WASHINGTON – Minutes before the roll-call vote for the next House speaker, U.S. Rep. Jason Altmire, D-Pa., gingerly sat down near the back of the chamber.
When his name was called, Altmire did not hesitate to stand and announce Heath Shuler, a congressman from North Carolina, as his choice.
There certainly was hesitation in the rest of chamber, however.
A flicker of annoyance passed over the face of outgoing Speaker Nancy Pelosi, slightly fidgeting in the minority leader's seat on the House floor.
Forty-one minutes and 434 votes later, Altmire was the first of 19 Democrats to voice their opposition to Pelosi, the largest public vote of no confidence for a party's nominee in more than 80 years.
Altmire’s symbolic vote against Pelosi was less a profile in courage than an in-your-face reminder that Democrats are fractured.
Although the media has focused on how the new House speaker, Republican John Boehner, must struggle to try to unite traditional Republicans with more outspoken Tea Partiers, quite a bit more action may take place on the minority's side.
“First, 19 Democratic members voted against Pelosi, which suggests that while she holds the favor of a large majority of her caucus, she does not have unqualified support,” explains Villanova University political science professor Lara Brown.
Second, those Democrats who support her tend to be like her – meaning that they tend to be long-serving liberals from safe seats, such as fellow California congressmen George Miller and Henry Waxman, Brown says.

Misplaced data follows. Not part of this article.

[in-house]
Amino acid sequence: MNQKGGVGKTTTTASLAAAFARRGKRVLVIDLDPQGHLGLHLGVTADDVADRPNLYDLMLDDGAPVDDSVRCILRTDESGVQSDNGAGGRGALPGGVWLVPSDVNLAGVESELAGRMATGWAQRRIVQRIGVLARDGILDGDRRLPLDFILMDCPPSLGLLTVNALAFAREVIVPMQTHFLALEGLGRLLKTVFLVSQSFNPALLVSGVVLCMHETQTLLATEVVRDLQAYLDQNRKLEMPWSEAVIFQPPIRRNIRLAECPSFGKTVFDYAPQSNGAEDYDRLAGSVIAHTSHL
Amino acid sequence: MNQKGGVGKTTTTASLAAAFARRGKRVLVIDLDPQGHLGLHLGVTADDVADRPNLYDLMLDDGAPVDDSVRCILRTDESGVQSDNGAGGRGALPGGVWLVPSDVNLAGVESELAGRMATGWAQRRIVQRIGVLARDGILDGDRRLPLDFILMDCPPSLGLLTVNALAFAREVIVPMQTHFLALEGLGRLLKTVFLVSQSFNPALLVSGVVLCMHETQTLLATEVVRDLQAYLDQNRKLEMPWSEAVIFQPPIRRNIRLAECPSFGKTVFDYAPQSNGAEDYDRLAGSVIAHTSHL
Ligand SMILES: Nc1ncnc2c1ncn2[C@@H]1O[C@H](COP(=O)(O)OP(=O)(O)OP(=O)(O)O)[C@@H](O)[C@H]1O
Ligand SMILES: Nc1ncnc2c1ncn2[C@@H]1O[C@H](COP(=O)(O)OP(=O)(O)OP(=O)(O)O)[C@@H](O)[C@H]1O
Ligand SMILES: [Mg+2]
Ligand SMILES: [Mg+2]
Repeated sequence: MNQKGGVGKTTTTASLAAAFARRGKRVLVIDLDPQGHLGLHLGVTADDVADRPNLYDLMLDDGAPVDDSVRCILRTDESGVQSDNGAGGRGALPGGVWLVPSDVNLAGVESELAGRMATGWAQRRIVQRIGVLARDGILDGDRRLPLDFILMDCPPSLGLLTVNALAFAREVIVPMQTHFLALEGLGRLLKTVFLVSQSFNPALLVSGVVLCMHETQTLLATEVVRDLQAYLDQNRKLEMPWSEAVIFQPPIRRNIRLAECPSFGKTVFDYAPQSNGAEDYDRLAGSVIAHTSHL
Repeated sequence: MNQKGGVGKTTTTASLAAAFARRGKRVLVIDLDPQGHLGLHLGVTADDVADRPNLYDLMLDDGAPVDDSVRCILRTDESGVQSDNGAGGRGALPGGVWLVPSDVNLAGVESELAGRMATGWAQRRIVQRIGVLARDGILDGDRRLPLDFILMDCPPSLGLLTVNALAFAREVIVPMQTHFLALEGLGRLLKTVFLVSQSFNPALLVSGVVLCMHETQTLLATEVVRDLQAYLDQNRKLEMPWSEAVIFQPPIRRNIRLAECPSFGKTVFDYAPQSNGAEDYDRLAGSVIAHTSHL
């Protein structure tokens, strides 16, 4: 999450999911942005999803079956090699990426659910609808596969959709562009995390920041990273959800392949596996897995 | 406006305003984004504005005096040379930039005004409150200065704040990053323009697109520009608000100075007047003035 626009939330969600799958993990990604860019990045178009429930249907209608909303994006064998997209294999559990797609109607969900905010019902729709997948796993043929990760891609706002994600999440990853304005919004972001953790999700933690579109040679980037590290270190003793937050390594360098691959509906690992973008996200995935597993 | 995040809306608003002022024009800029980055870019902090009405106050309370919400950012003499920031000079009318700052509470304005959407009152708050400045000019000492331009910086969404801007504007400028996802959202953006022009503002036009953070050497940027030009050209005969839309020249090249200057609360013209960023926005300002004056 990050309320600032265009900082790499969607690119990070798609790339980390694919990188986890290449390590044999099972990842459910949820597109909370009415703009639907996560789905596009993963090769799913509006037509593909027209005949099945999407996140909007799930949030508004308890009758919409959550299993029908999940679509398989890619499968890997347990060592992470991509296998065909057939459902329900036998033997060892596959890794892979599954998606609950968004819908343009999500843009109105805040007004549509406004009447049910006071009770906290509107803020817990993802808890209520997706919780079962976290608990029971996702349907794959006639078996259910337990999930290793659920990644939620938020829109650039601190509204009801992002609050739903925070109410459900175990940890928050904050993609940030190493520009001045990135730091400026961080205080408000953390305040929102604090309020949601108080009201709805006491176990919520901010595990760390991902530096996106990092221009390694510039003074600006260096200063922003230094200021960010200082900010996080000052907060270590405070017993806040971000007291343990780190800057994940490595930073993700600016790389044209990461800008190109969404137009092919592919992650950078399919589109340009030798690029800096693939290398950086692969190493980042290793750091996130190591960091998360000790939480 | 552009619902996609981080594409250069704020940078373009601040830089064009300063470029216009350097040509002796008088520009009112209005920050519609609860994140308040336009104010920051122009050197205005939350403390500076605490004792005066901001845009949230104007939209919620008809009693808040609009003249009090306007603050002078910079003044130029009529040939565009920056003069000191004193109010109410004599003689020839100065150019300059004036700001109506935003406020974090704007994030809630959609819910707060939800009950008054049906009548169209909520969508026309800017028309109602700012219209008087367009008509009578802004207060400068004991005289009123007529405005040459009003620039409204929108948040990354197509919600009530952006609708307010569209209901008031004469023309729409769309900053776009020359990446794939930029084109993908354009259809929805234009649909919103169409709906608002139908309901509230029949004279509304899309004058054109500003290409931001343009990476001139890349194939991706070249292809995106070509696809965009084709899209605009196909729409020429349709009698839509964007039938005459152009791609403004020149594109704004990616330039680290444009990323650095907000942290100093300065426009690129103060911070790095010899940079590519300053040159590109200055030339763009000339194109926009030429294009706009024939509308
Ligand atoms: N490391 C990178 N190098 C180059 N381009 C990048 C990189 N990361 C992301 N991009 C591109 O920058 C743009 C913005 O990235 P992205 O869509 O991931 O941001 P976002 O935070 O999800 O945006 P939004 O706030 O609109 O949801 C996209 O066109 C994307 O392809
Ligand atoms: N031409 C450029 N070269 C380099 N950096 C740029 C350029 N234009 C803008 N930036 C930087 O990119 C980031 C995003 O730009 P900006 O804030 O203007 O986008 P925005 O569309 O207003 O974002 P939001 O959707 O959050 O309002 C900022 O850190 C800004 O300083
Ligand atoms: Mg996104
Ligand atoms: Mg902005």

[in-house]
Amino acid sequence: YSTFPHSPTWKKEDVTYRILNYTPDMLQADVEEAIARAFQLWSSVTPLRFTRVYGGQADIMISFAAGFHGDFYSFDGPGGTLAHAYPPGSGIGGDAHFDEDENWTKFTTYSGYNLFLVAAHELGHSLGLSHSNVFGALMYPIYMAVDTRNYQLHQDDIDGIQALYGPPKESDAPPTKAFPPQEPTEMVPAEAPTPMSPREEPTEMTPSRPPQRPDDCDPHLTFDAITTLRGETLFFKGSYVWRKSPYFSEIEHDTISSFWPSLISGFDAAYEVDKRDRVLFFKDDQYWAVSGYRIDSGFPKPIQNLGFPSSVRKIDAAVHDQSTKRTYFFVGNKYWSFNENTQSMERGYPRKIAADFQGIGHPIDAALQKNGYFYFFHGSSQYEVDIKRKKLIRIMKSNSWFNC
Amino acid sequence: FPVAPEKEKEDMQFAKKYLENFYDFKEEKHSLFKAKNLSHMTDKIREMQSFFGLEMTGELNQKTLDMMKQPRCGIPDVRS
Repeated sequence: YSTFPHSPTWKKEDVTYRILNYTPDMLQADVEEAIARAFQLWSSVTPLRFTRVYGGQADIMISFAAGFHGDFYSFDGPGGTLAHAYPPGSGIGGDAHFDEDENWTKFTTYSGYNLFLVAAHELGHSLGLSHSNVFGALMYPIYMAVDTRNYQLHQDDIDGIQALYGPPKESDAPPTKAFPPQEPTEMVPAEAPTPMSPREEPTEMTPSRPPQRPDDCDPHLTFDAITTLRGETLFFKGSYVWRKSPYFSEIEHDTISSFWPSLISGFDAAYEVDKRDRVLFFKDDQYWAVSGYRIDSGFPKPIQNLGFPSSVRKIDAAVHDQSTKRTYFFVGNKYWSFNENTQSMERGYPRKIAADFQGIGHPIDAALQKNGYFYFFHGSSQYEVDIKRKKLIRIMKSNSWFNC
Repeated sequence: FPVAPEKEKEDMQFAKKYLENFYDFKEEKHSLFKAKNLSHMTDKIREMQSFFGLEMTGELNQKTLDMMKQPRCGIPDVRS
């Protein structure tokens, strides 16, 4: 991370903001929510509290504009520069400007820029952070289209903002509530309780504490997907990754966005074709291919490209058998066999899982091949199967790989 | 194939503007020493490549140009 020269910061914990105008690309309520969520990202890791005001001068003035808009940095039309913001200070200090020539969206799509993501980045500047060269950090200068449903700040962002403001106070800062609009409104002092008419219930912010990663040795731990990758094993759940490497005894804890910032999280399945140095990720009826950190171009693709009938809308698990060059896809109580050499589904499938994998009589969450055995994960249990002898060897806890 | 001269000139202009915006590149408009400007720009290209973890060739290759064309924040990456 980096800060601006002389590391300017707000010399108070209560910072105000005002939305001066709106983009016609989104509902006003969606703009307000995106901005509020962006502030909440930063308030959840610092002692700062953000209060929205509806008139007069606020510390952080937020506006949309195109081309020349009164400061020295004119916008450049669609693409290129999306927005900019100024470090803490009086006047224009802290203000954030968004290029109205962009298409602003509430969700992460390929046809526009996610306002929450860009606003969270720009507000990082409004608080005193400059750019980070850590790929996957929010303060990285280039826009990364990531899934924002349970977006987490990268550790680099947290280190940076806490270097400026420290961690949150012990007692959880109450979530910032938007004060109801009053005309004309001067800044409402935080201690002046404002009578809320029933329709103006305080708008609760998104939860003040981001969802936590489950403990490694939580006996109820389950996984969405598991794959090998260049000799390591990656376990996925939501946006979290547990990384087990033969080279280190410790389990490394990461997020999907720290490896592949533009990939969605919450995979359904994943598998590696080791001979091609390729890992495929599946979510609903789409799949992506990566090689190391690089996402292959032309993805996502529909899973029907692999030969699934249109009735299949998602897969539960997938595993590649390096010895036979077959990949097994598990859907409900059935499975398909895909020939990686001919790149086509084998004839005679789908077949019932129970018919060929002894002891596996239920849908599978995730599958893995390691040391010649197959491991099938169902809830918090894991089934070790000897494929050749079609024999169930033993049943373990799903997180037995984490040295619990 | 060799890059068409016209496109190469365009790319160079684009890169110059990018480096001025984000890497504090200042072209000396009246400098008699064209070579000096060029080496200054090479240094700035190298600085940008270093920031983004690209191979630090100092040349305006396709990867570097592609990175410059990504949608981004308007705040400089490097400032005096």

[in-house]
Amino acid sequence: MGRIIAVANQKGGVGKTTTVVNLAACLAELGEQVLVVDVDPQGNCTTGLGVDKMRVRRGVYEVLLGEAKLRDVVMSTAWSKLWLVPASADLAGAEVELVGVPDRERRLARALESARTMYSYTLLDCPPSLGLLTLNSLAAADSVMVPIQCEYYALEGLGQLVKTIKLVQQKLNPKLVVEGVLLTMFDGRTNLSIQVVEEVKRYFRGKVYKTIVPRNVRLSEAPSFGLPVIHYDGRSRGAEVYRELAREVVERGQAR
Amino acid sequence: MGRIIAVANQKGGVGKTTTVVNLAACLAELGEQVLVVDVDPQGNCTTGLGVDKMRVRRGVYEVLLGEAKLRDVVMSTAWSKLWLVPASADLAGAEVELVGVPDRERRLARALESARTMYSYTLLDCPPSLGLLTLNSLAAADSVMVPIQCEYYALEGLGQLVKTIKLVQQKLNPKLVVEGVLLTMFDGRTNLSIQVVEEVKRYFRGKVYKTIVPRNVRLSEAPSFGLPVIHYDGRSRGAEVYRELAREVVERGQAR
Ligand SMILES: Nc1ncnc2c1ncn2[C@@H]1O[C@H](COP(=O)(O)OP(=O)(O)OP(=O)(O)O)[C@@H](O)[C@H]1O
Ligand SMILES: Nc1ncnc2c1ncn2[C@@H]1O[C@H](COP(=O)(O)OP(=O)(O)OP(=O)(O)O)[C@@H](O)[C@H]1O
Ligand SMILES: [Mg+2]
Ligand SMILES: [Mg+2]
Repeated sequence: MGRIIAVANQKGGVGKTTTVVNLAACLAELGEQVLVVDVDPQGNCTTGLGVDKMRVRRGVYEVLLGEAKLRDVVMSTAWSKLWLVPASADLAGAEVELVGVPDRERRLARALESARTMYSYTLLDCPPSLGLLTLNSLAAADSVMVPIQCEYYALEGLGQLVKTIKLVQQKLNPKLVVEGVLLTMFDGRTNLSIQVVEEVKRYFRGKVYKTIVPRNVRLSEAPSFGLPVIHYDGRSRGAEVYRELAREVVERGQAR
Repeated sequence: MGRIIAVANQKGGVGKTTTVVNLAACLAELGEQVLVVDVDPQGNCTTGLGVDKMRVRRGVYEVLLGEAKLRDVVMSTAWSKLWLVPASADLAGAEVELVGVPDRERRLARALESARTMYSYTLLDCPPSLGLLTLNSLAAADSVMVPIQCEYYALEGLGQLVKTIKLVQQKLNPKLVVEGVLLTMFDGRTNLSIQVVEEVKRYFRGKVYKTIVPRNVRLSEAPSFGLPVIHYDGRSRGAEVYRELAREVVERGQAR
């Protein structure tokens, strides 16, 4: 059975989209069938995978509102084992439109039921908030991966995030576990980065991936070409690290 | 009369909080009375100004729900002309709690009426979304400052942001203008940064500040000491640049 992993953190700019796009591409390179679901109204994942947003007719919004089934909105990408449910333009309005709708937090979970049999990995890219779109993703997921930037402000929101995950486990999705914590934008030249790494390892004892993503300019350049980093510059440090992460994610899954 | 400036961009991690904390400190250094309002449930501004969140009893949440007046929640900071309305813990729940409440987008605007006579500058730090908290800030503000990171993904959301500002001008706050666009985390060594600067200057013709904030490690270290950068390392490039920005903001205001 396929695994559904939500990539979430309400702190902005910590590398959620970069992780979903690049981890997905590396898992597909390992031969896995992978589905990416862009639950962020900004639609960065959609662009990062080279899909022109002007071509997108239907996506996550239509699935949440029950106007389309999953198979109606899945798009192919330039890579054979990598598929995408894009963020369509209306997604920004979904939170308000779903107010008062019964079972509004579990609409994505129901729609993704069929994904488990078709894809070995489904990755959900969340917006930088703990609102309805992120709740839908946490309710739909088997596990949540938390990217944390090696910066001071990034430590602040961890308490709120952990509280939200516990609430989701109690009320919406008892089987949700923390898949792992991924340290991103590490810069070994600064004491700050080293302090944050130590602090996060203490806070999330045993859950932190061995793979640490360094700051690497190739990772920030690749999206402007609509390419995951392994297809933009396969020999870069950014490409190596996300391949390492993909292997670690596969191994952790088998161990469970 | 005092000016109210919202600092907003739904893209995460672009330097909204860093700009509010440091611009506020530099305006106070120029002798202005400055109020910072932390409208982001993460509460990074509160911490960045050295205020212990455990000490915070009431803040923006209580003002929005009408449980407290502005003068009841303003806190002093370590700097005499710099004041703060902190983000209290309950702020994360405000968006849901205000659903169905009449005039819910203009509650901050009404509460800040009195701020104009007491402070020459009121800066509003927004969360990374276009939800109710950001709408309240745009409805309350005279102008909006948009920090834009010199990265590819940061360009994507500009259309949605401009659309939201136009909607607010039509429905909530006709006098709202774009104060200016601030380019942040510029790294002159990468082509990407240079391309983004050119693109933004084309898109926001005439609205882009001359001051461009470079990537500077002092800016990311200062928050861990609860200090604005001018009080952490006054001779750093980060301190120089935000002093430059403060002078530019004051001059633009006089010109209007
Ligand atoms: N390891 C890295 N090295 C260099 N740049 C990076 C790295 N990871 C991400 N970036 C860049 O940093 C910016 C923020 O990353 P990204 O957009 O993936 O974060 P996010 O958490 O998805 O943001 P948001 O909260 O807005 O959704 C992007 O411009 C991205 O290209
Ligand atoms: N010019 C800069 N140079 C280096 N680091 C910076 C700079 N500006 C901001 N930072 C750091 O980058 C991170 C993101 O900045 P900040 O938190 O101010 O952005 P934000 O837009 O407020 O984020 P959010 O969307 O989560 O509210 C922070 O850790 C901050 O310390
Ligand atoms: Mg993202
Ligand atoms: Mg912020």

This implies that she and her shrunken caucus members may take it upon themselves to become the Washington firewall for their party’s progressive wing.
They may not only do battle against House Republicans, Brown says, but also against President Barack Obama and Senate Majority Leader Harry Reid, both of whom likely realize that only by moving to the center and compromising with Republicans can they rack up some achievements to run on in 2012.
Democrats are about to face what all parties experience after losing: a very public battle between its factions over its ideological future.
Since Pelosi has not stepped off the political stage, this fight may not simply be an asymmetric power struggle between a party's officeholders and its outsiders or activists. It may become a more entrenched battle in which both sides have institutional arsenals and dedicated supporters.
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